During the Libra hearing last week, Congressman Patrick McHenry (R-N.C.), said:
“The world that Satoshi Nakamoto envisioned, and others are building, is an unstoppable force. We should not attempt to deter this innovation and governments cannot stop this innovation – and those that have tried, have already failed”.
Similar quotes were also heard from other legislators, suggesting that the Libra saga may have quite a different positive effect for Bitcoin than initially expected, which was that it would provide tailwind to cryptocurrency usage among wider audiences. While this is still a possible outcome, the possibility for more significant impact also exists, following the thinking of “the enemy of my enemy is my friend.” In comparison to a currency held and operated by a giant global company, regulators are suddenly seeing Bitcoin far more favorably, and could therefore be more prepared to support it.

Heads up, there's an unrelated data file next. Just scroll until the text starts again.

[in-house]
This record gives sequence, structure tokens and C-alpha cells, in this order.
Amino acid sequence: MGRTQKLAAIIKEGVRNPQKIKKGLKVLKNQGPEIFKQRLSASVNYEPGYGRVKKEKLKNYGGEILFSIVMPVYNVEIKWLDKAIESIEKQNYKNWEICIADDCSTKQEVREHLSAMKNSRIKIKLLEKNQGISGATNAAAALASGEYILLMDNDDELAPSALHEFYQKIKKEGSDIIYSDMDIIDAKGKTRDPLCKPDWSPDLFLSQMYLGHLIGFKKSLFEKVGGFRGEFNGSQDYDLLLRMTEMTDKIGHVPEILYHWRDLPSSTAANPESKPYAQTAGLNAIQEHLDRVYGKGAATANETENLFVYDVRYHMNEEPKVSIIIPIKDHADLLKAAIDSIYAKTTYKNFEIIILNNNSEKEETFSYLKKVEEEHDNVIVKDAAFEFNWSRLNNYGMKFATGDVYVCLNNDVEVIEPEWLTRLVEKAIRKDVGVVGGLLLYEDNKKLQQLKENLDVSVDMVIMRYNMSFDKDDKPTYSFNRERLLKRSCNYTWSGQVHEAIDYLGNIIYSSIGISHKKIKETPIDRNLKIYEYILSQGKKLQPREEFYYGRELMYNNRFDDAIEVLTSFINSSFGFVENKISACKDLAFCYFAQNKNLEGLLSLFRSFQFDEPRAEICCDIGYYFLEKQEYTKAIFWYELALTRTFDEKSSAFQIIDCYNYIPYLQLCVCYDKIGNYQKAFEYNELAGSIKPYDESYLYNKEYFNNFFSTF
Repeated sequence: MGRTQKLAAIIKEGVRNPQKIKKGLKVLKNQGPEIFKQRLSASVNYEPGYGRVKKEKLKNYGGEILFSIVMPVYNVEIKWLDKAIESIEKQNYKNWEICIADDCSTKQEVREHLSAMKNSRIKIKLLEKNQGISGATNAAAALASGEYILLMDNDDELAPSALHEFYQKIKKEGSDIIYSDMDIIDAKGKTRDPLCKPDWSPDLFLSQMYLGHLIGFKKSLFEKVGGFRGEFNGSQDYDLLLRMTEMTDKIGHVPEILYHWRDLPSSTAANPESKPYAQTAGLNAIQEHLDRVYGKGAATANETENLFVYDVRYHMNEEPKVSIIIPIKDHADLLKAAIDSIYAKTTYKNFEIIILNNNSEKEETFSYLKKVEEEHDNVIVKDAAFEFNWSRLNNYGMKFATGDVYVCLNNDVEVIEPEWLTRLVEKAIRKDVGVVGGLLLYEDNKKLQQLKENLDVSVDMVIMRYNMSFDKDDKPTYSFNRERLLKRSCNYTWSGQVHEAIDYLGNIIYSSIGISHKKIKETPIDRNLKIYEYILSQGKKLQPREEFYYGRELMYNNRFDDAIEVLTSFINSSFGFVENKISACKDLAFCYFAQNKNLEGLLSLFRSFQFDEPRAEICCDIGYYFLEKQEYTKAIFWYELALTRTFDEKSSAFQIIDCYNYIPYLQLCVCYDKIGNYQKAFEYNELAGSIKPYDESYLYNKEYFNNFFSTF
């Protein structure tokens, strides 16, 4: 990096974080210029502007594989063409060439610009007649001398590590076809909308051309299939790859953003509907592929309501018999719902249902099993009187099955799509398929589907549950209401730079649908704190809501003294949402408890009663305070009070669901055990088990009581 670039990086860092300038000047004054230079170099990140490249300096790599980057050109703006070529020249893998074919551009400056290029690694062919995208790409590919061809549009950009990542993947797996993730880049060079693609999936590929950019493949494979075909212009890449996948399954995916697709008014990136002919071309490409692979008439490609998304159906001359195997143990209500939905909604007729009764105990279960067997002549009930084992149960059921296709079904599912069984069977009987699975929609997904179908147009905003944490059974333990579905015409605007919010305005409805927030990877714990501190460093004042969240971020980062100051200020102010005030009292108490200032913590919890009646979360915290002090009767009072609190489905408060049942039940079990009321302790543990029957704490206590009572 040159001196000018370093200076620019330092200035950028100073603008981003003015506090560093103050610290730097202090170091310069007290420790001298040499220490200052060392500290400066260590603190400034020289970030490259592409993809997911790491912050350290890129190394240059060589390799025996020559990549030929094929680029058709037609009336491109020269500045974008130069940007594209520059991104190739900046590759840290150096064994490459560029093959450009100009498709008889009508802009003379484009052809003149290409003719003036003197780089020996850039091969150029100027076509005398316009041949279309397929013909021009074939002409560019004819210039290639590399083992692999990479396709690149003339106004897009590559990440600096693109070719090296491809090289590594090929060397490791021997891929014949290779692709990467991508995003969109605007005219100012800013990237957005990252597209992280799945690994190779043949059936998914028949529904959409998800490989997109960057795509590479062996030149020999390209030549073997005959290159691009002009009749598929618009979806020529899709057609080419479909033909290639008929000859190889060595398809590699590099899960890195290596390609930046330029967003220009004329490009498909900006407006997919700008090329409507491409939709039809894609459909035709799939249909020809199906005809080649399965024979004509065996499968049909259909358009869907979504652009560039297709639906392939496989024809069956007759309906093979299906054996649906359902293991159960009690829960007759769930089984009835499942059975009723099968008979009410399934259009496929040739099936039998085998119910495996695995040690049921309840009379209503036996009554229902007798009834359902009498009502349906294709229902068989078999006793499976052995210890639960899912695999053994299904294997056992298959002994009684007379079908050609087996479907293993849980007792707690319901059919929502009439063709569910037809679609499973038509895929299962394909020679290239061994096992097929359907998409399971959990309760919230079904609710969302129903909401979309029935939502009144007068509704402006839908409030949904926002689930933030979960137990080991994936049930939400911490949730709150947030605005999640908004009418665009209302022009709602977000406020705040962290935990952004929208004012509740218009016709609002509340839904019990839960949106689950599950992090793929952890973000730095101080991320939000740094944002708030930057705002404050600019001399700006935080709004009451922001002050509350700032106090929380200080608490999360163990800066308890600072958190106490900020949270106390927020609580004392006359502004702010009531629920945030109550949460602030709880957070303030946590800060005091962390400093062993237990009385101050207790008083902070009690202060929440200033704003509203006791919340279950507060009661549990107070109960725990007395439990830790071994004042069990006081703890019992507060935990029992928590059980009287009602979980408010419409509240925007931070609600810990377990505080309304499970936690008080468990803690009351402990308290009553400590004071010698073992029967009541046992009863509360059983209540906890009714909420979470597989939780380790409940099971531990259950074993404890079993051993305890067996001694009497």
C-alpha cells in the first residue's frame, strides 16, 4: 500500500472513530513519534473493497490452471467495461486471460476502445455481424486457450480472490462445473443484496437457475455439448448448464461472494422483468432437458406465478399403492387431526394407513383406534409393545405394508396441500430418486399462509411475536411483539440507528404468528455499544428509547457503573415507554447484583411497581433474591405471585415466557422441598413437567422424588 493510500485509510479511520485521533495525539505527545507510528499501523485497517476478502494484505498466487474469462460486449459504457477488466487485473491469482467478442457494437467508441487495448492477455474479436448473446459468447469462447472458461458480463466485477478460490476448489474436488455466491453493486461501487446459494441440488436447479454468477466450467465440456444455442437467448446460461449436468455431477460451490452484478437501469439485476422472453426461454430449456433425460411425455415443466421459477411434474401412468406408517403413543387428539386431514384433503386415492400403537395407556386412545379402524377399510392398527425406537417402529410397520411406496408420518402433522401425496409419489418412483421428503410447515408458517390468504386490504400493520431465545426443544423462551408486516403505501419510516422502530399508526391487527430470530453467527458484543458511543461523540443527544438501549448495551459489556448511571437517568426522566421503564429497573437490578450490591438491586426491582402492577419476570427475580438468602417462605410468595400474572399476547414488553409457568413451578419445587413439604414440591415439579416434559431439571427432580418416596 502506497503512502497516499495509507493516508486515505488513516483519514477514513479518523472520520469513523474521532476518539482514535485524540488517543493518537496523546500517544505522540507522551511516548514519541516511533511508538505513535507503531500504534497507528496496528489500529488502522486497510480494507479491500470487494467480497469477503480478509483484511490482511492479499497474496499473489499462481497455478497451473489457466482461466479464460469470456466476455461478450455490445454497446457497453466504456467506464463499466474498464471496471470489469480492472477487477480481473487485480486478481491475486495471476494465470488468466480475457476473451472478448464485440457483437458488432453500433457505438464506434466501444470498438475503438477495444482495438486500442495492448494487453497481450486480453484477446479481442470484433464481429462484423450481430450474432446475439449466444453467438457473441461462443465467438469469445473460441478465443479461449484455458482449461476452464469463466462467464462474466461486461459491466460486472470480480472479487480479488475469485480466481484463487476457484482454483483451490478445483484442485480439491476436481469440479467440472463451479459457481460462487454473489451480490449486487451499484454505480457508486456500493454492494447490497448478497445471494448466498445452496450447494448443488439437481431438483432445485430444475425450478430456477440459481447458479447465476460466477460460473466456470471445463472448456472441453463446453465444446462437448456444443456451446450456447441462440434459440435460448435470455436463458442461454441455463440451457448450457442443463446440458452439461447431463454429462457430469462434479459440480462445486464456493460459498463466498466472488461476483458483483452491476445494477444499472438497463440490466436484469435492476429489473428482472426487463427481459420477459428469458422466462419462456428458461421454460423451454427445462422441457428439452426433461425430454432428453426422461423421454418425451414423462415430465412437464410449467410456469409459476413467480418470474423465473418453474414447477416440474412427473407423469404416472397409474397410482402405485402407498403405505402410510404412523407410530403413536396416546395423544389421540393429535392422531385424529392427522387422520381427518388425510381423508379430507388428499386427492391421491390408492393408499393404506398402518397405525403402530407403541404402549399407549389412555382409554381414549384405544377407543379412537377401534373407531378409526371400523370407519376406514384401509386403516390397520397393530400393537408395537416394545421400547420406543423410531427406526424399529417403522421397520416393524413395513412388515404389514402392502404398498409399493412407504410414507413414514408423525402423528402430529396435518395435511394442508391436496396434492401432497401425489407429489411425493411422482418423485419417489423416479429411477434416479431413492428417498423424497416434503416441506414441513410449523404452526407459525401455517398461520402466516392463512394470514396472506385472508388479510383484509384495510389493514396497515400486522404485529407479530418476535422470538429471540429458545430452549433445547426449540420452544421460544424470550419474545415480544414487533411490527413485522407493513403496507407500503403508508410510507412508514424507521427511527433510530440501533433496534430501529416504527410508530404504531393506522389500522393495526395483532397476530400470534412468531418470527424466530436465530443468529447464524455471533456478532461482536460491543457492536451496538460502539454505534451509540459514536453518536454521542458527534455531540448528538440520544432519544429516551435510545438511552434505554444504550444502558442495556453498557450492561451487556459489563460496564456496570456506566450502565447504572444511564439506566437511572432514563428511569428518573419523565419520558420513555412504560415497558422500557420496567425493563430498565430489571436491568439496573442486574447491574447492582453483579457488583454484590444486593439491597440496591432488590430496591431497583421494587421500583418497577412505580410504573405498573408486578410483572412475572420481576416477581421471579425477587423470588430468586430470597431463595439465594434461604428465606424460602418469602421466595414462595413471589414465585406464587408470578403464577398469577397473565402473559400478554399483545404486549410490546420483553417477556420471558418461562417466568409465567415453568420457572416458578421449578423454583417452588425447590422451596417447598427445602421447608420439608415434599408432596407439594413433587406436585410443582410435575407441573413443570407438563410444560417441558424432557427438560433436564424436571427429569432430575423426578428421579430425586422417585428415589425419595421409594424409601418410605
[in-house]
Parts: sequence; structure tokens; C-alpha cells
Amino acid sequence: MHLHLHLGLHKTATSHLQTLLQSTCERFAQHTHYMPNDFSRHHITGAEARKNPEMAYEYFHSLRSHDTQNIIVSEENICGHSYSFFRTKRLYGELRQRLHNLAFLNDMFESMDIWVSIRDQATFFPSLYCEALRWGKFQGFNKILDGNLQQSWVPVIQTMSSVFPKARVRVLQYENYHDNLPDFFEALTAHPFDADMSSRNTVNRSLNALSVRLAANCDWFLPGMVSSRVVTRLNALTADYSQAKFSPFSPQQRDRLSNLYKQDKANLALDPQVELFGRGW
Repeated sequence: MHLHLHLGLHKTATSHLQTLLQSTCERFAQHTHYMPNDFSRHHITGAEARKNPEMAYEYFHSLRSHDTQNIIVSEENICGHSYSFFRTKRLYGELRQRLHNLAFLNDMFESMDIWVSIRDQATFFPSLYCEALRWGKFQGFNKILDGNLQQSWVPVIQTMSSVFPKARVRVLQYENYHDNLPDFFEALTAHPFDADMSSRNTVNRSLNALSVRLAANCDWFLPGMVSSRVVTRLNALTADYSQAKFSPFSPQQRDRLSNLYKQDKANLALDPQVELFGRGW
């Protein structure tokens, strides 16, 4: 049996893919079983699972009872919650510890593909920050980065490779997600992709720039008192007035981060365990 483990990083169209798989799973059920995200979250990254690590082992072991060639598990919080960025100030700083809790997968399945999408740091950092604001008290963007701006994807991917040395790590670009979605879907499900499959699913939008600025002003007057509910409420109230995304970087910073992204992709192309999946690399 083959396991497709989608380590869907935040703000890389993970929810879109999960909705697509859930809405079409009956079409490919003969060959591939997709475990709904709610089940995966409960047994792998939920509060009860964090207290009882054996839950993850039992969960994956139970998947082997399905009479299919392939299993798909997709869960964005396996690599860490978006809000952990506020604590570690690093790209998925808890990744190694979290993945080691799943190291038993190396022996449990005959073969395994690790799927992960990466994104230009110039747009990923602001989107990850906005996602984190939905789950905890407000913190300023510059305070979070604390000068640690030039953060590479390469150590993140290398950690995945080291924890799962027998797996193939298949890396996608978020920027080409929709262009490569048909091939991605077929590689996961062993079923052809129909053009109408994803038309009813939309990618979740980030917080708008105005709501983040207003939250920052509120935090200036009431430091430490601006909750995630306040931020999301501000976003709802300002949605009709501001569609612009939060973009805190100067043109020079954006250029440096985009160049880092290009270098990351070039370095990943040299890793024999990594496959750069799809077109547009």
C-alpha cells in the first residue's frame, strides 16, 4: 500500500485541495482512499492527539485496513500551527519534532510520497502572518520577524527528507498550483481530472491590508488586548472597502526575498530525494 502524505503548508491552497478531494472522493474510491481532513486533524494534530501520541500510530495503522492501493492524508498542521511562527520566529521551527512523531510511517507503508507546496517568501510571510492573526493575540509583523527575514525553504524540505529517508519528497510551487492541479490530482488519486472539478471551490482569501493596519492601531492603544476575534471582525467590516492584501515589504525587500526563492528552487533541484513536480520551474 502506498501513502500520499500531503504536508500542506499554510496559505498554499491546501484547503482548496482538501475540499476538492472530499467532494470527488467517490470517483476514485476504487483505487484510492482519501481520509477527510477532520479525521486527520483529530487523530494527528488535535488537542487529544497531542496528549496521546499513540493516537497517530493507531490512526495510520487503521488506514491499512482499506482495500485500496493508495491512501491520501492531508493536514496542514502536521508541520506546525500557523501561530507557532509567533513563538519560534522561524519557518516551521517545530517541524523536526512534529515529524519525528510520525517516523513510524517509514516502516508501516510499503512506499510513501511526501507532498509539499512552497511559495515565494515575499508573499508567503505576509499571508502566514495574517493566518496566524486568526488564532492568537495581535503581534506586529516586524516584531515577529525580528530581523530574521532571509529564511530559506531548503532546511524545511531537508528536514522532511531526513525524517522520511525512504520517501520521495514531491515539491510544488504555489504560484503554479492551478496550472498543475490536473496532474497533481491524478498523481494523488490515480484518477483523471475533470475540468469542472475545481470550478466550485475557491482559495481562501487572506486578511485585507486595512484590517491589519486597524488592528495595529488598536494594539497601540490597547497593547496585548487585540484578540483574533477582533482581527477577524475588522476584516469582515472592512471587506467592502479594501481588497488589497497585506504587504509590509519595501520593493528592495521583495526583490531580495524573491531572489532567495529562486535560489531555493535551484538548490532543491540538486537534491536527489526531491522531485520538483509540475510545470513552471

Facebook vs. Congress – Round II
The Libra project announcement produced harsh and critical reactions from regulators across the globe. Members of the US Congress rushed to invite Facebook representatives to Congressional and Senate hearings, and last Tuesday and Wednesday saw the testimony of Facebook’s crypto chief, David Marcus.
Testimony Resulting in Vagueness and Uncertainty
The bottom line is that even after seven hours of testimony, Facebook’s plans are not yet clear, nor whether the company can realize them, or whether it has the ambition to do so. The biggest question is still why a company worth twice the current value of the entire crypto market should align itself with a highly controversial sector that pulls fire from governments, financial institutions and the majority of economists — and it remains unanswered.